In the Literature

Lost Earnings from Cancer-Related Deaths Cost the United States $94 Billion in 2015

October 2019, Vol 10, No 5 - In the Literature

In a new analysis, researchers examined the estimated cost of lost earnings that resulted from cancer-related deaths in the United States, nationally and by state. This study is not the first to examine the economic burden of cancer deaths in the United States. However, the study does provide contemporary estimates of person-years of life lost (PYLL) as a result of cancer deaths and the associated lost earnings at the national and state levels for all cancers combined (Islami F, et al. JAMA Oncol. 2019 Jul 3 [Epub ahead of print].). [ Read More ]

Long-Term Outcomes Affect Cost-Effectiveness of CAR T-Cell Therapy for DLBCL

August 2019, Vol 10, No 4 | Payers’ Perspectives In Oncology: ASCO 2019 Highlights - In the Literature, Lymphoma

The 2 chimeric antigen receptor (CAR) T-cell therapies available so far—axicabtagene ciloleucel (Yescarta) and tisagenlecleucel (Kymriah)—may be considered cost-effective treatments for adults with diffuse large B-cell lymphoma (DLBCL), depending on the long-term outcomes of these patients, according to a recent cost-effective analysis (Lin JK, et al. J Clin Oncol. 2019 Jun 3. Epub ahead of print). [ Read More ]

New Triple-Drug Regimen for Newly Diagnosed Patients with Multiple Myeloma

August 2019, Vol 10, No 4 | Payers’ Perspectives In Oncology: ASCO 2019 Highlights - In the Literature, Multiple Myeloma

Until recently, patients with newly diagnosed multiple myeloma who are ineligible for autologous stem-cell transplantation (ASCT), the multiagent regimen with lenalidomide (Revlimid) and dexamethasone was the standard of care. Results of the prespecified interim analysis of the MAIA trial demonstrated the benefit of adding daratumumab (Darzalex) to this combination therapy (Facon T, et al. N Engl J Med. 2019;380:2104-2115). Based on the results of this study, on July 1, 2019, the FDA approved this triple-drug regimen for use in this patient population. [ Read More ]

Ibrutinib Superior to Standard Chemoimmunotherapy in Older Patients with CLL

January/February 2019, Vol 10, No 1 | Payers’ Perspectives In Oncology: ASH 2018 Highlights - In the Literature, Leukemia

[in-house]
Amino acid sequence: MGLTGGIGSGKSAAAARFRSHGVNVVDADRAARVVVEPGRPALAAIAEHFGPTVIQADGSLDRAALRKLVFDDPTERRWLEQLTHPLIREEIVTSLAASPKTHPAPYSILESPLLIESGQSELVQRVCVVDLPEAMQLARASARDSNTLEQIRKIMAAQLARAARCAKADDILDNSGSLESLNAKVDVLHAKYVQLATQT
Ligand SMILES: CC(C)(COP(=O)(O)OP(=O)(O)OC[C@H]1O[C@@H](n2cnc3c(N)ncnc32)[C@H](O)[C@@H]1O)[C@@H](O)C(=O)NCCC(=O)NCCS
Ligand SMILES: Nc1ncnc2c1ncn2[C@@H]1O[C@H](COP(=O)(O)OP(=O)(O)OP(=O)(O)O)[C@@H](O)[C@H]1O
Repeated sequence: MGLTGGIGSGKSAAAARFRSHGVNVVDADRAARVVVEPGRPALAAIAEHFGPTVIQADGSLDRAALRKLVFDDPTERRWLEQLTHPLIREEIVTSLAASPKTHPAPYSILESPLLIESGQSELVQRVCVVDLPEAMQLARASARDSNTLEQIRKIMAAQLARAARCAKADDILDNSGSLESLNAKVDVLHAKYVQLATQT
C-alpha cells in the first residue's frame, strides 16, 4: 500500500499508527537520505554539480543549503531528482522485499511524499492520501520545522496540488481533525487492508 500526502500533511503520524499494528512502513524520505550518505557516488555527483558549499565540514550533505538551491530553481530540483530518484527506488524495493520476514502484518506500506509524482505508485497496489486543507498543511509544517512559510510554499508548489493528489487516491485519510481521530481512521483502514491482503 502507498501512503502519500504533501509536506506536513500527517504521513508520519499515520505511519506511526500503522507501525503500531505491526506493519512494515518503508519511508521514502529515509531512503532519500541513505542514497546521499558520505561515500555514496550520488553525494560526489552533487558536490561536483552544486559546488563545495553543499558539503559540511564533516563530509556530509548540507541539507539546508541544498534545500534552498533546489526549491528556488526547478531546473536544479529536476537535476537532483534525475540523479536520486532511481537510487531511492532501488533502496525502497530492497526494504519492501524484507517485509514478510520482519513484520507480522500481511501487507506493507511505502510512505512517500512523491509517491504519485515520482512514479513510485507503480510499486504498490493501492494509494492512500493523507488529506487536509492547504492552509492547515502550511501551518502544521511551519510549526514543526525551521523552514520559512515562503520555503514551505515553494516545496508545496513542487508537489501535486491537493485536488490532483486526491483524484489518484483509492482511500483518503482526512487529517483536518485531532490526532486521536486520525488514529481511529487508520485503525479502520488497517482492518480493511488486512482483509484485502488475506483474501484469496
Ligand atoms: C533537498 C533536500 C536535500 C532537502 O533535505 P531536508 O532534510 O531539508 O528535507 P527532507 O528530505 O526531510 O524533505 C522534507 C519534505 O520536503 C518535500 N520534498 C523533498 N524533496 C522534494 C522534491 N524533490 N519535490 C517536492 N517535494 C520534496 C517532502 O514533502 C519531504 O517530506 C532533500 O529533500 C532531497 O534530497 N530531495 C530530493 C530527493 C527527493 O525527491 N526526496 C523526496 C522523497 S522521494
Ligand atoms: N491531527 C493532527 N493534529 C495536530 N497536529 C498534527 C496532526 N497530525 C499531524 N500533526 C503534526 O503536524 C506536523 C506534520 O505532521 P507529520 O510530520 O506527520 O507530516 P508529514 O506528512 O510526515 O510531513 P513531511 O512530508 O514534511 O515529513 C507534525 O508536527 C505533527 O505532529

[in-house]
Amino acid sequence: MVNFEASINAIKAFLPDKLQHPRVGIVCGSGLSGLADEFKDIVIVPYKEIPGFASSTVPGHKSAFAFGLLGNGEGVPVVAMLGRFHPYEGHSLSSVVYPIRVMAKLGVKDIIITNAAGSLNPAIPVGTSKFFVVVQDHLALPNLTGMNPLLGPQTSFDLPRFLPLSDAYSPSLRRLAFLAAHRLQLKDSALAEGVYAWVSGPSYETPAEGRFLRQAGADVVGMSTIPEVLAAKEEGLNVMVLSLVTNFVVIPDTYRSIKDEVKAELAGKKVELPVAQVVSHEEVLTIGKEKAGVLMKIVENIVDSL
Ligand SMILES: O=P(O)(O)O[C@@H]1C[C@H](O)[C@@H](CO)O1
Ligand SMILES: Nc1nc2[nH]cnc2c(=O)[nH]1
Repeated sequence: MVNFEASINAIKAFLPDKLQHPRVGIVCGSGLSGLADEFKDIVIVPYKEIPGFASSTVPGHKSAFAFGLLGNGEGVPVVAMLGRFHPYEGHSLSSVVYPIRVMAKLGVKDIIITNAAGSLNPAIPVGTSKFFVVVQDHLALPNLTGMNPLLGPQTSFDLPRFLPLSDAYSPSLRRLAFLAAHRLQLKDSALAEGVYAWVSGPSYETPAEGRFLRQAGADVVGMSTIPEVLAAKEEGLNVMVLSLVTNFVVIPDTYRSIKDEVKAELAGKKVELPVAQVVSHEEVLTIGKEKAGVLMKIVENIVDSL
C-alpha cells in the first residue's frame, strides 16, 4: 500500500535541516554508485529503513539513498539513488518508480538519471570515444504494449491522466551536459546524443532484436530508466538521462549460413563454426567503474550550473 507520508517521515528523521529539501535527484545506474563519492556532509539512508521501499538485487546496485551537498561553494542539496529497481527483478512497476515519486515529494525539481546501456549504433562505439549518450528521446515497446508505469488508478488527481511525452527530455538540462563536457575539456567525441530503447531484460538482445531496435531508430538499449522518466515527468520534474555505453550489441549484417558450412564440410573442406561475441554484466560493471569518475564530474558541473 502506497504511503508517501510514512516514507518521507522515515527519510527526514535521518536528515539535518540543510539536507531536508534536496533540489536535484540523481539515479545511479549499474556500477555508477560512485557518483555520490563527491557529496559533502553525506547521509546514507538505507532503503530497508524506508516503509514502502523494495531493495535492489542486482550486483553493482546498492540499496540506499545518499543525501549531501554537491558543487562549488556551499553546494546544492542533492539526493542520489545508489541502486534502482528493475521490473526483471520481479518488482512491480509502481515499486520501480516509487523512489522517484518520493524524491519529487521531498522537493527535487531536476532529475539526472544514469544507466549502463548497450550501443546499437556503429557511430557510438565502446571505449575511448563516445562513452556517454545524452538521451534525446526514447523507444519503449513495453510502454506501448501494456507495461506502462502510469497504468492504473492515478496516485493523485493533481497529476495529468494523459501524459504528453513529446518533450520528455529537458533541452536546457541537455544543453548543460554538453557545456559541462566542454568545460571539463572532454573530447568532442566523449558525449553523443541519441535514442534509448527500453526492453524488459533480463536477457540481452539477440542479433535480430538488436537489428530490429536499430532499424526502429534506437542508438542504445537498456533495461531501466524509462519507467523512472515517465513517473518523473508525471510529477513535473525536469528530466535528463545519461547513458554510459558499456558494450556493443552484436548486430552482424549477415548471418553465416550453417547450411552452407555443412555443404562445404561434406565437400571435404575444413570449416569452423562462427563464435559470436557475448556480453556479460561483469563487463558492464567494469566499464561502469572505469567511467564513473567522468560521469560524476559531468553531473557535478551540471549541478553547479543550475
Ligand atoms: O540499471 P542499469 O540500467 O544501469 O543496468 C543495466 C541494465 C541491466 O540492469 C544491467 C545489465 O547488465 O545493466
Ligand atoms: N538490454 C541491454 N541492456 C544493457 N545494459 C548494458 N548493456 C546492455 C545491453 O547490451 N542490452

Chemoimmunotherapy with chlor­ambucil plus obinutuzumab or bendamustine plus rituximab is standard frontline treatment for older patients with chronic lymphocytic leukemia (CLL). However, chemoimmunotherapy is associated with toxic effects, and the risk increases with age. For patients with CLL, frontline ibrutinib monotherapy is widely used in clinical practice. The benefit of this Bruton’s tyrosine kinase (BTK) inhibitor versus standard chemoimmunotherapy remains a critical consideration, which led researchers to conduct a head-to-head phase 3 study to evaluate the efficacy of ibrutinib, either alone or in combination with rituximab, relative to chemoimmunotherapy. [ Read More ]

Olaparib Maintenance Extends Progression-Free Survival in Advanced Ovarian Cancer

January/February 2019, Vol 10, No 1 | Payers’ Perspectives In Oncology: ASH 2018 Highlights - In the Literature, Ovarian Cancer

Currently, there are limited therapies to prevent or delay recurrence in advanced ovarian cancer, with approximately 70% of patients having a recurrence within 3 years. The effectiveness of olaparib, an oral poly (ADP-ribose) polymerase inhibitor, in relapsed disease has been well-established; however, its benefit as a maintenance therapy in newly diagnosed advanced ovarian cancer is uncertain. In a recent study, researchers evaluated the efficacy of upfront maintenance therapy with olaparib in patients with newly diagnosed, advanced BRCA-positive ovarian cancer. [ Read More ]

Sunitinib After Nephrectomy Benefits Some Patients with Advanced Kidney Cancer

October 2018, Vol 9, No 3 - In the Literature

Nephrectomy has been the standard of care in metastatic renal-cell carcinoma for 20 years. However, its role in treating patients with advanced disease in the era of targeted therapy has been brought into question. In the CARMENA study, researchers assessed the benefit of initial nephrectomy followed by targeted therapy with sunitinib (Sutent) in patients with metastatic kidney cancer versus the benefits provided by su­nitinib monotherapy. [ Read More ]